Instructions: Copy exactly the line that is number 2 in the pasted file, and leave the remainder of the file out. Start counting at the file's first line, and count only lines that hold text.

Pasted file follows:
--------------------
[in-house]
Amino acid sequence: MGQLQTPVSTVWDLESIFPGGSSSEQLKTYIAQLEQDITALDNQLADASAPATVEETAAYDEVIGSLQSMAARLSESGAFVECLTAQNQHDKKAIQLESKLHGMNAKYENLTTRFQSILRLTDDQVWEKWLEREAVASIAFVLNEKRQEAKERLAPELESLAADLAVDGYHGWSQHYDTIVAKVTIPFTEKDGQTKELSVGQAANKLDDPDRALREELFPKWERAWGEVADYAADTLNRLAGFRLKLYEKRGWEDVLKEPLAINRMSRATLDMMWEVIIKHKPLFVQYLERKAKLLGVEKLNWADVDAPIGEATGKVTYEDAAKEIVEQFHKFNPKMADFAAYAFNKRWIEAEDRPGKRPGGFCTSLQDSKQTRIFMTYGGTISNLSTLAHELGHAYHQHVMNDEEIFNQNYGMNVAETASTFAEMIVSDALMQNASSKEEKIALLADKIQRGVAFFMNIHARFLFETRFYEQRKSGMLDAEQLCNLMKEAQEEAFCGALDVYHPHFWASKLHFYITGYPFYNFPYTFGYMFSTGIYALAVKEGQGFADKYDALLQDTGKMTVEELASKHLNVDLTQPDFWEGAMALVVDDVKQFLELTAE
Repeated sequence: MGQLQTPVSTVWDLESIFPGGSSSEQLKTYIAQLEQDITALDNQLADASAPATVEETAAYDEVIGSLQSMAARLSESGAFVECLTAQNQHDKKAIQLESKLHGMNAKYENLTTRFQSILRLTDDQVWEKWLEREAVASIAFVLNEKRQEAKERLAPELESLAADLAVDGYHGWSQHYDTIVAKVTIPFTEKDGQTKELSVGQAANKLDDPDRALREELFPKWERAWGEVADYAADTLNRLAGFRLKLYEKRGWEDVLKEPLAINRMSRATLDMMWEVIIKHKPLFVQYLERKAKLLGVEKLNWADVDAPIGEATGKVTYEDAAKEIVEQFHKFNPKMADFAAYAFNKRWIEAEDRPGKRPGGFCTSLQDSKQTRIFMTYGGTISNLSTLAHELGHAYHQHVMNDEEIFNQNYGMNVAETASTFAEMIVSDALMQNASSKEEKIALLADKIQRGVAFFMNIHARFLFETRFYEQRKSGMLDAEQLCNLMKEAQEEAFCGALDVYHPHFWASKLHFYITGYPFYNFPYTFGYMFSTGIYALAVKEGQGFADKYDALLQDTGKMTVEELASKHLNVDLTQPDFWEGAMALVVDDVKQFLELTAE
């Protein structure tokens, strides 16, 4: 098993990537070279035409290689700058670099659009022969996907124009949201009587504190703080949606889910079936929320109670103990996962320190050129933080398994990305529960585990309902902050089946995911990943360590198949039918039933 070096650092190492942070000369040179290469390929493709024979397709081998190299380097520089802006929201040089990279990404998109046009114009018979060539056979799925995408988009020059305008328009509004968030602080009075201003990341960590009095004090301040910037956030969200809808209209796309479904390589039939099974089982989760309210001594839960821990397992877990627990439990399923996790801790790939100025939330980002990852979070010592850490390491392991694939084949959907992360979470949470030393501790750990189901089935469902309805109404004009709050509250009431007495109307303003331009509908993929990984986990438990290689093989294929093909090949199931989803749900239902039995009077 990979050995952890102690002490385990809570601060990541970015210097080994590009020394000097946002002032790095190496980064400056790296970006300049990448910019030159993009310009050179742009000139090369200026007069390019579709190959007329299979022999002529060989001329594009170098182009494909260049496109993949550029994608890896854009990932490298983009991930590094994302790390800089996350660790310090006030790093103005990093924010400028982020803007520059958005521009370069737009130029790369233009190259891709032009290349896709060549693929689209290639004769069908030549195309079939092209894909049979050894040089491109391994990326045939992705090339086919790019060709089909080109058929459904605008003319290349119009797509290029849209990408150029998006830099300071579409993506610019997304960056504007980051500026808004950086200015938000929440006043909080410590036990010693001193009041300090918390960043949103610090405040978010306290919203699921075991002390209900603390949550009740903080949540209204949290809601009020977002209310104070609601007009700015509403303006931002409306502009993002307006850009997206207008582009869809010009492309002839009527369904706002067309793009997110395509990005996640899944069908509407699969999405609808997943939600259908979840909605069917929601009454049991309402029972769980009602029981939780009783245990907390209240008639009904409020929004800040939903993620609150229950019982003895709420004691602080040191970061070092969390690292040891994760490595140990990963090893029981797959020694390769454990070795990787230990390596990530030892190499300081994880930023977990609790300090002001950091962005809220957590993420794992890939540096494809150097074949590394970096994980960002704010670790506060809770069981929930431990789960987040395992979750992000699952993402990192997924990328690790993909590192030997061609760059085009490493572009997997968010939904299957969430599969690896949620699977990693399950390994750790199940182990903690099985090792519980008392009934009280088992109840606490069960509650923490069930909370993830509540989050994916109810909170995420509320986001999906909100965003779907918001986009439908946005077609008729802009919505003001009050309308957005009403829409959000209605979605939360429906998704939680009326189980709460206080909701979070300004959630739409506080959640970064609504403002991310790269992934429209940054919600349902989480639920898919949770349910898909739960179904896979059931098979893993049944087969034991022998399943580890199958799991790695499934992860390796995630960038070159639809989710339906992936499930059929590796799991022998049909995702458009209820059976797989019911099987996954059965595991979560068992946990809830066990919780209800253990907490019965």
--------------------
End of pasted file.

Amino acid sequence: MGQLQTPVSTVWDLESIFPGGSSSEQLKTYIAQLEQDITALDNQLADASAPATVEETAAYDEVIGSLQSMAARLSESGAFVECLTAQNQHDKKAIQLESKLHGMNAKYENLTTRFQSILRLTDDQVWEKWLEREAVASIAFVLNEKRQEAKERLAPELESLAADLAVDGYHGWSQHYDTIVAKVTIPFTEKDGQTKELSVGQAANKLDDPDRALREELFPKWERAWGEVADYAADTLNRLAGFRLKLYEKRGWEDVLKEPLAINRMSRATLDMMWEVIIKHKPLFVQYLERKAKLLGVEKLNWADVDAPIGEATGKVTYEDAAKEIVEQFHKFNPKMADFAAYAFNKRWIEAEDRPGKRPGGFCTSLQDSKQTRIFMTYGGTISNLSTLAHELGHAYHQHVMNDEEIFNQNYGMNVAETASTFAEMIVSDALMQNASSKEEKIALLADKIQRGVAFFMNIHARFLFETRFYEQRKSGMLDAEQLCNLMKEAQEEAFCGALDVYHPHFWASKLHFYITGYPFYNFPYTFGYMFSTGIYALAVKEGQGFADKYDALLQDTGKMTVEELASKHLNVDLTQPDFWEGAMALVVDDVKQFLELTAE